The Leeds & Wetherby Cricket League
The Leeds & Wetherby Cricket League is 100 years old having been established in 1920 and has recently rebranded with the aim of attracting interest from Leeds based clubs currently playing in other leagues, after formerly been known as the Wetherby Cricket League. The Leeds focus also brings Senior Cricket into alignment with the Leeds & Wetherby Junior League.
The Wetherby & District Cricket League came into being on the 17th December 1919, when representatives of the Clifford, Kirk Deighton, Spofforth, Stockheld Park, Thorp Arch & Boston Spa and Wetherby Cricket Clubs, at a meeting held in Wetherby, unanimously decided that a Cricket League would meet a long-felt need in the Wetherby District.
In 1931, the Hare Cup was given to the League. All proceeds from this competition are donated to any Yorkshire County Cricketer in receipt of a Benefit in that particular year; failing allocation of such benefit the revenue is distributed as the League think fit.
Until 1937 it was played as Saturday Knockout Competition for Senior XI’s (with no time limits) when due to fewer entries and an increasing Championship Calendar, the Competition was discontinued, and the Trophy kept in reserve.
After the War, it being felt that the cup should again be put to use and as there was a growing desire for evening cricket it was decided that as from 1948 it would provide the basis for a secondary evening cup competition open to the teams eliminated from the first two rounds of the Senior Evening Charity Cup. In 1971 its role gain changed when it became the trophy for Sunday knockout competition which was then introduced; whilst for the period 1979 to 1987 it reverted to the role it had played from 1948 to 1979. Yet again, its role changed in 1988 since when it became the trophy for the Sunday Knockout Competition for Reserve Teams.
By 1932 the League had grown to the extent that a Junior Division was formed, this being composed of some of the smaller clubs and the Second XI’s of the larger Clubs. During the war years 1941/1945 the League was compelled to suspend its activities but was revived in 1946 at an enthusiastic meeting.
In 1948 due to travelling problem (petrol rationing) the Senior Division was split into two – North and South Divisions. 1949 saw the Reserve Division becoming solely for Second XI’s. 1950 saw the North & South Division reconstituted as Divisions 1 and 2 with promotion and relegation between the two inaugurated. Division 3 was created in 1954 and there being insufficient Senior teams to make up this Division the four top Reserve Division teams of 1953 were brought in, leaving nine teams in the Reserve Division which was then renamed Division 4.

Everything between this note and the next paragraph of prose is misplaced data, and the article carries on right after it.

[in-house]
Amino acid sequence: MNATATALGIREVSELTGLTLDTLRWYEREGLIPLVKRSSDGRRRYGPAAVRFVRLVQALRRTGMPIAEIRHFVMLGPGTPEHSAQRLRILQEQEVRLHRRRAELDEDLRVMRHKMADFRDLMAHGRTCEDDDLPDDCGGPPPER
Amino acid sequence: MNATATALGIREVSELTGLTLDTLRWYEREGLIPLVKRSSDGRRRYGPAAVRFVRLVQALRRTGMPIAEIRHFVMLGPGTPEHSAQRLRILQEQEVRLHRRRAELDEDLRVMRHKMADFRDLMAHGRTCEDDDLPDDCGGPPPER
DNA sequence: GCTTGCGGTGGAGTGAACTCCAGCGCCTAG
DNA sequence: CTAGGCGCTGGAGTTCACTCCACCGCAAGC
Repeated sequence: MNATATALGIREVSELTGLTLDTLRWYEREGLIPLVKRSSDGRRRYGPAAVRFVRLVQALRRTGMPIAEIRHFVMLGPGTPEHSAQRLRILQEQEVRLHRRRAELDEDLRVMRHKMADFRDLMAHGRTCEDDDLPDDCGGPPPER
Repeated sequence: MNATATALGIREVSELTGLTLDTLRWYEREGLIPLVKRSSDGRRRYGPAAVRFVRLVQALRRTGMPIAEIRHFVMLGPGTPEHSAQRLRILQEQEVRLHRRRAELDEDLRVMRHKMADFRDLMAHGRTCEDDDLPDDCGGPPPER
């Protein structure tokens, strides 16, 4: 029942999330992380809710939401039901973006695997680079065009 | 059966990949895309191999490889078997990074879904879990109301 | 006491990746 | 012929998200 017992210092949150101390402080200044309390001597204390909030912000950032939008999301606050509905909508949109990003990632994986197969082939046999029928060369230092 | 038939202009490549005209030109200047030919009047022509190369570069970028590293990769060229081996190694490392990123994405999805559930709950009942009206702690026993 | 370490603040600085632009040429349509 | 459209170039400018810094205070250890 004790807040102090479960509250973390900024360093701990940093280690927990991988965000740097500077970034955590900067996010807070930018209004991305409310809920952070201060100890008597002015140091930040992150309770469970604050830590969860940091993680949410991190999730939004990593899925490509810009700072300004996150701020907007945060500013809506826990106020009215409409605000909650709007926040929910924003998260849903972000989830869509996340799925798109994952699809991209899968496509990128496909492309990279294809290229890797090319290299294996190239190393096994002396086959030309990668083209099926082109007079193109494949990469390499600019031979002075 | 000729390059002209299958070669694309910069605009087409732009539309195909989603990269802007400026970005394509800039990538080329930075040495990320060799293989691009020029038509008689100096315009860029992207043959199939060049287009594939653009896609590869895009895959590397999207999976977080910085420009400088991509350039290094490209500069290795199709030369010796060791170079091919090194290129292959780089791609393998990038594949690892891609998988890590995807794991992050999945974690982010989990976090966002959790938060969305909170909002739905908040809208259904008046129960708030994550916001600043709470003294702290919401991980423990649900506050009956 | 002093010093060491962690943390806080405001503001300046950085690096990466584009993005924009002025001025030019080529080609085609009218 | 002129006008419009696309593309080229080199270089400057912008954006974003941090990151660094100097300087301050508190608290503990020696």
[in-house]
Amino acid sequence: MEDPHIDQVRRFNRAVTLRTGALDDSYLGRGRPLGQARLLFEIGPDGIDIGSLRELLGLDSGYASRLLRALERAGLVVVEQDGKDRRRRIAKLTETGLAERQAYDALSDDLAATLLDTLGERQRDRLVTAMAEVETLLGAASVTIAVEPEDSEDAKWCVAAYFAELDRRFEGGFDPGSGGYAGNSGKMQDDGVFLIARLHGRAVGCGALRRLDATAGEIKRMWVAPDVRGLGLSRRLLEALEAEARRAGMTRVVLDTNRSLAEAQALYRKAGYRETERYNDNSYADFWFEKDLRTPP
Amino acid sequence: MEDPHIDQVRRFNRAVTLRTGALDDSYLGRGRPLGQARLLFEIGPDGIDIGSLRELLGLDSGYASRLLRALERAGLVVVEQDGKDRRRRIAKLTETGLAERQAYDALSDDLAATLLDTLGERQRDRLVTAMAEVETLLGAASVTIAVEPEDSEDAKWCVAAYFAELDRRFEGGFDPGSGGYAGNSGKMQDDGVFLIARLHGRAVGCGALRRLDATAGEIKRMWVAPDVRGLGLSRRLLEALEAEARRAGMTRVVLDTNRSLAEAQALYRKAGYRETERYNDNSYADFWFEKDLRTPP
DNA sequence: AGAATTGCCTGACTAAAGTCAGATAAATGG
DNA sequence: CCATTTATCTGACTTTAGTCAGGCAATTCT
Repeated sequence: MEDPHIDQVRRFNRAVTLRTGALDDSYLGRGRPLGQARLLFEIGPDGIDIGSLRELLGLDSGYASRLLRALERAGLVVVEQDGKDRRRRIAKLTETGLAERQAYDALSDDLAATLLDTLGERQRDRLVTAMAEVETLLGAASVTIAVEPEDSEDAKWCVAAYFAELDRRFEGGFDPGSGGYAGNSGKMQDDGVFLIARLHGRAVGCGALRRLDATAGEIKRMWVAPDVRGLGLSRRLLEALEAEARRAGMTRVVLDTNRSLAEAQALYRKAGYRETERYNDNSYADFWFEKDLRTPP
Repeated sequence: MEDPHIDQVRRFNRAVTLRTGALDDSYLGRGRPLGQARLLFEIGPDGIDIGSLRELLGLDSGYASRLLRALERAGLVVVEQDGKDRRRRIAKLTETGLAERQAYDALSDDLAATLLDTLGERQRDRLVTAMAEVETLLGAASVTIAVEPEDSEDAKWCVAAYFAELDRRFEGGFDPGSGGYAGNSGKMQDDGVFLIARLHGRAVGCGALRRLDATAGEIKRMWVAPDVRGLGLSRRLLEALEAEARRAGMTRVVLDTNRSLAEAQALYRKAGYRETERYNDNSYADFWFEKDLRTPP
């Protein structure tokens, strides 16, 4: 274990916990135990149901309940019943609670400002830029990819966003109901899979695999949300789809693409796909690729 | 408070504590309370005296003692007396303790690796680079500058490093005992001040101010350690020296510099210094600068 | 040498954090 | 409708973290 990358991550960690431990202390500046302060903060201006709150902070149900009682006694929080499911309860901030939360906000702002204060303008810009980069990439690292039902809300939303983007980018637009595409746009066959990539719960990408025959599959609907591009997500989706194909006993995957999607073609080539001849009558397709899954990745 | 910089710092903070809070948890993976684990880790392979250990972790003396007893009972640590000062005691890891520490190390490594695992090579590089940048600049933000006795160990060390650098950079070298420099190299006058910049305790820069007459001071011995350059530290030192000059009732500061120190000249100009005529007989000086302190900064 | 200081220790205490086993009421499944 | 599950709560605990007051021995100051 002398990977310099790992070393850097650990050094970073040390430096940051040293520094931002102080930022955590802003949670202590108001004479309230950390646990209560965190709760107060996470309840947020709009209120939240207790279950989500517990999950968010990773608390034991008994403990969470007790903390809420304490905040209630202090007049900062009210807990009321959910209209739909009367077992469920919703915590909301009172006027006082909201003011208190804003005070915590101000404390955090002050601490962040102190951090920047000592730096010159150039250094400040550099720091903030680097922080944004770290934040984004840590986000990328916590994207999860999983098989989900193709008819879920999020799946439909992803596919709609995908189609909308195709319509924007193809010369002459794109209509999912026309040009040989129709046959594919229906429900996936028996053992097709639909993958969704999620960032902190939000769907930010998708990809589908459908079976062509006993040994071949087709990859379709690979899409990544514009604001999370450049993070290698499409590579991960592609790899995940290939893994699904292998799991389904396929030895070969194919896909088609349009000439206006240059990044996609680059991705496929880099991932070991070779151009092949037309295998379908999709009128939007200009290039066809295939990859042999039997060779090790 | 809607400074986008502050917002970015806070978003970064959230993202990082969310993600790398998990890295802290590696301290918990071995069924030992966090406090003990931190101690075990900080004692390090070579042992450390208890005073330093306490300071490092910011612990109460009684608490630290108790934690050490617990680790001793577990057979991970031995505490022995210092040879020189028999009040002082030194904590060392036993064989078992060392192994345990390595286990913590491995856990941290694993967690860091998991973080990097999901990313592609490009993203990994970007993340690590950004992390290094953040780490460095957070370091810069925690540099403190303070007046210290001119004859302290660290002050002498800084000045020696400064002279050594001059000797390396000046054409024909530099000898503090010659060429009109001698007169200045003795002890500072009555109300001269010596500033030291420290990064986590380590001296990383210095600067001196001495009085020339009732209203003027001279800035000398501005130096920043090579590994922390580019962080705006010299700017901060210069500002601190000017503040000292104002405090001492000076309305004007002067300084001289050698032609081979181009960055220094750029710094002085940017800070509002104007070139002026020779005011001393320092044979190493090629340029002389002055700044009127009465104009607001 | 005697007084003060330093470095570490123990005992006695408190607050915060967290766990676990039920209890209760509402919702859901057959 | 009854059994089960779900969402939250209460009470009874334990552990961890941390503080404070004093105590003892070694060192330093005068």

By 1969 the League had grown in membership and it was then that Division 5 was formed, at the present time (1991) there are 32 Clubs in membership of the League, all with Reserve teams forming four Divisions each of 12 teams and a fifth division of 16 teams.
The League now holds trophies which are awarded to the individual holders of the best averages for batting, bowling and for the best all-rounder – (a) in Division 1 and 2 and (b) Divisions 3, 4, 5 and 6 with another trophy for the wicket keeper with the most victims.
In 1928 an Evening Charity Cup Competition was instituted and played on the knockout principle. Twelve clubs participated and since that time the competition has become a popular feature of the area. A large amount of money has been raised for local charities since its inception. Since 1950 a Reserve Evening Cup competition has also been held. The competition operates on the same lines as the Evening Charity Cup Competition.
In 1952 the League activities were again extended by the formation of a Junior Section at Under 16 years of age, a trophy being presented by George Baxter. The Junior Section is normally divided into four divisions, Northern, Western, Southern and Central, the winners of each Division play off for the Championship. Over the years trophies have been presented for the winners of each Division, the Championship Trophy being the George Baxter Cup.
1962 sees the extension of Junior Cricket with the incorporation of the Wetherby & District Under 14 Friendly League which had operated in the area for a number of years with great potential benefit for both bodies. The year also sees an increase in Clubs participating at both Under 14 and Under 16 levels with The Western Division (Under 16’s) being revived after five years of abeyance.